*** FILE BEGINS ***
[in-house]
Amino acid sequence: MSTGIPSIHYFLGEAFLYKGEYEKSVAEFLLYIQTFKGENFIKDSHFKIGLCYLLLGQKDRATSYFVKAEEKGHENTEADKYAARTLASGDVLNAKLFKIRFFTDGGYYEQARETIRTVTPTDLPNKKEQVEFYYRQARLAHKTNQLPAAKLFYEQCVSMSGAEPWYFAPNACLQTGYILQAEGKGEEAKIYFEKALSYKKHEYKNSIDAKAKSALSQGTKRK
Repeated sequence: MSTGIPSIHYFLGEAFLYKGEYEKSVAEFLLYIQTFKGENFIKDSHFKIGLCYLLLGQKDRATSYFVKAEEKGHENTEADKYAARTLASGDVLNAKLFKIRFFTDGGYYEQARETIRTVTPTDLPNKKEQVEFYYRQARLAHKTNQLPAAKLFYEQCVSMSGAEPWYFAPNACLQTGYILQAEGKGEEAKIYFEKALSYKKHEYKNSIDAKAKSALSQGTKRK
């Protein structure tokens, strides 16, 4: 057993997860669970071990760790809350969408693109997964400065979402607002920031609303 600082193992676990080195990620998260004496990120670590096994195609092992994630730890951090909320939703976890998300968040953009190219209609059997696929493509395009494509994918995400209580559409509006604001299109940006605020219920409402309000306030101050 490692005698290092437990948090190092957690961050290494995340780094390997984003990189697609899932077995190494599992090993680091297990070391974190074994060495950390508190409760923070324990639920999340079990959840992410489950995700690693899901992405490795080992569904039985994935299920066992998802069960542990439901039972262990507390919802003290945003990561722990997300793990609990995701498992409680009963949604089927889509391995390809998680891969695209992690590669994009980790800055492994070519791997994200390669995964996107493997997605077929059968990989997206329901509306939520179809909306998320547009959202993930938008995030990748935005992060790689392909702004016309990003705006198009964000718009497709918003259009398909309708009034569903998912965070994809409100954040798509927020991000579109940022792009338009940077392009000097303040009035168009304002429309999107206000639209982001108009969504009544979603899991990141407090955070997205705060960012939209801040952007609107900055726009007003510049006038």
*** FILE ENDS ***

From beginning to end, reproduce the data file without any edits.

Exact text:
[in-house]
Amino acid sequence: MSTGIPSIHYFLGEAFLYKGEYEKSVAEFLLYIQTFKGENFIKDSHFKIGLCYLLLGQKDRATSYFVKAEEKGHENTEADKYAARTLASGDVLNAKLFKIRFFTDGGYYEQARETIRTVTPTDLPNKKEQVEFYYRQARLAHKTNQLPAAKLFYEQCVSMSGAEPWYFAPNACLQTGYILQAEGKGEEAKIYFEKALSYKKHEYKNSIDAKAKSALSQGTKRK
Repeated sequence: MSTGIPSIHYFLGEAFLYKGEYEKSVAEFLLYIQTFKGENFIKDSHFKIGLCYLLLGQKDRATSYFVKAEEKGHENTEADKYAARTLASGDVLNAKLFKIRFFTDGGYYEQARETIRTVTPTDLPNKKEQVEFYYRQARLAHKTNQLPAAKLFYEQCVSMSGAEPWYFAPNACLQTGYILQAEGKGEEAKIYFEKALSYKKHEYKNSIDAKAKSALSQGTKRK
């Protein structure tokens, strides 16, 4: 057993997860669970071990760790809350969408693109997964400065979402607002920031609303 600082193992676990080195990620998260004496990120670590096994195609092992994630730890951090909320939703976890998300968040953009190219209609059997696929493509395009494509994918995400209580559409509006604001299109940006605020219920409402309000306030101050 490692005698290092437990948090190092957690961050290494995340780094390997984003990189697609899932077995190494599992090993680091297990070391974190074994060495950390508190409760923070324990639920999340079990959840992410489950995700690693899901992405490795080992569904039985994935299920066992998802069960542990439901039972262990507390919802003290945003990561722990997300793990609990995701498992409680009963949604089927889509391995390809998680891969695209992690590669994009980790800055492994070519791997994200390669995964996107493997997605077929059968990989997206329901509306939520179809909306998320547009959202993930938008995030990748935005992060790689392909702004016309990003705006198009964000718009497709918003259009398909309708009034569903998912965070994809409100954040798509927020991000579109940022792009338009940077392009000097303040009035168009304002429309999107206000639209982001108009969504009544979603899991990141407090955070997205705060960012939209801040952007609107900055726009007003510049006038």